By Eric Velazquez, NSCA-CPT ProSource
Building a better body requires failure. But when we say "failure," we don't mean failure of the "bar getting stuck on your neck" variety. We mean deep, muscle-shredding failure -- the kind that sets the stage for the anabolic flood of changes that will leave you with slabs of thick, striated muscle. Luckily, there are plenty of ways to bring your muscles to that point and one of the best is the drop set.
The concept is a simple one, says Taylor Simon, MSc, BA, CSCS, co-director of Taylored Fitness in Kingston, Ontario, Canada.
"You do as many reps with a weight as you can to failure then immediately drop the weight and grab a lighter weight and continue once more to failure," he says. "I recommend about a 25% in weight. Once you fail with that, again drop about 25% of the load and keep on repping."
Doing two "drops" is commonplace for most intermediate lifters, but doing more, Simon says, can yield further benefits. While no specific studies exist citing the benefits of more than 1-2 drops, the benefits of additional muscle breakdown will be evident by tomorrow's soreness.
"You can repeat this process until you are dying lifting those little tiny five-pound dumbbells at the end of the rack," he says.
Since a ton of energy will be expended with extended drop sets done in this fashion, they should only be done at the end of the workout, when no exercises for the same muscle groups follow.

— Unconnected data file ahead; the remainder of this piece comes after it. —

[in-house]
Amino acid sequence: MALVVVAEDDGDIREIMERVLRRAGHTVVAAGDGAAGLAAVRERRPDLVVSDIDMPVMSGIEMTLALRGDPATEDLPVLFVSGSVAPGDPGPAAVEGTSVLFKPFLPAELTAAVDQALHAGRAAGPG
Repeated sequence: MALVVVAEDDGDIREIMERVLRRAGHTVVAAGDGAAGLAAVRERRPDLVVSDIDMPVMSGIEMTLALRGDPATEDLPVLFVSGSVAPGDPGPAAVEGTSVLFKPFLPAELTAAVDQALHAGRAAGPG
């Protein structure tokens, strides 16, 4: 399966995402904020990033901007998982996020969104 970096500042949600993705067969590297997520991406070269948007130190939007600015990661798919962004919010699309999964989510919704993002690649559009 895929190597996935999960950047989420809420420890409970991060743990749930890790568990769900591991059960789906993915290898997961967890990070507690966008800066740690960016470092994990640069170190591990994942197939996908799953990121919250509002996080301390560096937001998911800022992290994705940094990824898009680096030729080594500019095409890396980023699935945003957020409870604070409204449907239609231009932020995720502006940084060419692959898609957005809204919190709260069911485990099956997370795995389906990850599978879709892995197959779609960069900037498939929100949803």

"Drop sets ensure that you trash each and every muscle fiber in the target area," Simon says. "As the majority of muscle fibers fatigue you can no longer lift the weight you started with. This doesn't mean that your muscle is fully fatigued, however. That's why it's possible to continue on using a lighter weight."
Typically, drop sets are employed at the end of your last set of a particular exercise. "After 3-5 sets of the exercise, throw in one drop set at the end with one or two drops to failure."
But Simon also has some more sinister ways to use drop sets to coax gains out of clients.
"Choose a basic, mass-building, compound move for a bodypart and use 75% of your one-rep max (1RM) for that move," says Simon. "Start with this weight and then do as many reps as you can to failure and continue on with the 25% reduction strategy listed above. At each drop you are doing as many reps as you possibly can, without a preset 'target' number of reps. In other words, you go until you physically can't lift the weight anymore and then you drop to the next lighter level."
Drops of 25% are ideal but you can also go in smaller increments if you are using dumbbells or machines, since these tools allow for quick weight transitions.
DROP SET "DON'TS"
1] "The weight drop is not enough," says Simon. "There isn't much difference between 60-pound dumbbells on a dumbbell chest press and then dropping to 55 pounders. When you drop the weight you should be shooting to hit at least the same number of reps as you did on the heavier weight you just lifted." Research shows that drops between 20-30% are ideal, which is why Simon recommends 25%.
2] "People don't go to failure," he says. "If you are doing sets of eight reps and you stop at eight when you could have done 10 or 12, you're selling yourself short. Keep going. Drop sets aren'T about the reps, they are about total muscle fatigue."